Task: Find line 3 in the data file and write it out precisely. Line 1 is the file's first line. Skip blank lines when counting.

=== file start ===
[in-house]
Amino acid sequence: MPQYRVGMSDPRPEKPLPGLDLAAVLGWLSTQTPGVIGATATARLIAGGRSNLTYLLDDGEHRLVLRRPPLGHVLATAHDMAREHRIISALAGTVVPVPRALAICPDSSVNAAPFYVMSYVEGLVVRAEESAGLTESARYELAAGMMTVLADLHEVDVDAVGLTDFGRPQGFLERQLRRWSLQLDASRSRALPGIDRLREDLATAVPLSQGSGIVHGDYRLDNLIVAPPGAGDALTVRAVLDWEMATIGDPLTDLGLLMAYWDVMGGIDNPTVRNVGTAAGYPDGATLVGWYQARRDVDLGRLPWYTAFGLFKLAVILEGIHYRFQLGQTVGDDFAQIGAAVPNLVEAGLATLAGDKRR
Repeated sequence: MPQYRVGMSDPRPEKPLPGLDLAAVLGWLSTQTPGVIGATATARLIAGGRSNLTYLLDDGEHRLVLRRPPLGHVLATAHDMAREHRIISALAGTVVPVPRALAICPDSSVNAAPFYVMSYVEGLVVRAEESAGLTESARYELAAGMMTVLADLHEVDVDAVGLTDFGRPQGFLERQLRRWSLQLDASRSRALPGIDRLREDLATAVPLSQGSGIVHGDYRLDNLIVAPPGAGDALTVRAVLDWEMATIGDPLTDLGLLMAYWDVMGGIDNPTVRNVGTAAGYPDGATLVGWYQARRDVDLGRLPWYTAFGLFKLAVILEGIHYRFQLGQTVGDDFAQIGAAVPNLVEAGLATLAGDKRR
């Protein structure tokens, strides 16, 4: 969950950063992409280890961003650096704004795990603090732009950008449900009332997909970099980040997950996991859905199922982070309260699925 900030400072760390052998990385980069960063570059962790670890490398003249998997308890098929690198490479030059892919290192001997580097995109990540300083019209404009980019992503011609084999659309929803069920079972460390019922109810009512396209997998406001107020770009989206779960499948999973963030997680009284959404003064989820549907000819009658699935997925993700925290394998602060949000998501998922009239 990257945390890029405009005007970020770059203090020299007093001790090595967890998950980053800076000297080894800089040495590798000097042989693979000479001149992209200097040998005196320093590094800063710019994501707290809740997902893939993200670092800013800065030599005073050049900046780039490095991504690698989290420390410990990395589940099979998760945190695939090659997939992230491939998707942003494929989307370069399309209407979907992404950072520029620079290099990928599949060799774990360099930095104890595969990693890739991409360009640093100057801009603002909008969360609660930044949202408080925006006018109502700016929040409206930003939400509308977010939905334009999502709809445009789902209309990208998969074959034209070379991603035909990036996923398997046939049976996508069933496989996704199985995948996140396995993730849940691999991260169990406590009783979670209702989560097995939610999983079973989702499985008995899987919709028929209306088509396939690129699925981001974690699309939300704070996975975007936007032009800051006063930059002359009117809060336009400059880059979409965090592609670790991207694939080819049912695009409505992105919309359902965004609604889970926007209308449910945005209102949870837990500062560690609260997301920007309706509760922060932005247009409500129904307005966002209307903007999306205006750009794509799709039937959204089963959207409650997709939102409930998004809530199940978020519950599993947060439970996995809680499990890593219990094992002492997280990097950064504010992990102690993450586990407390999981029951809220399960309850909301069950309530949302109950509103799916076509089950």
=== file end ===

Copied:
Repeated sequence: MPQYRVGMSDPRPEKPLPGLDLAAVLGWLSTQTPGVIGATATARLIAGGRSNLTYLLDDGEHRLVLRRPPLGHVLATAHDMAREHRIISALAGTVVPVPRALAICPDSSVNAAPFYVMSYVEGLVVRAEESAGLTESARYELAAGMMTVLADLHEVDVDAVGLTDFGRPQGFLERQLRRWSLQLDASRSRALPGIDRLREDLATAVPLSQGSGIVHGDYRLDNLIVAPPGAGDALTVRAVLDWEMATIGDPLTDLGLLMAYWDVMGGIDNPTVRNVGTAAGYPDGATLVGWYQARRDVDLGRLPWYTAFGLFKLAVILEGIHYRFQLGQTVGDDFAQIGAAVPNLVEAGLATLAGDKRR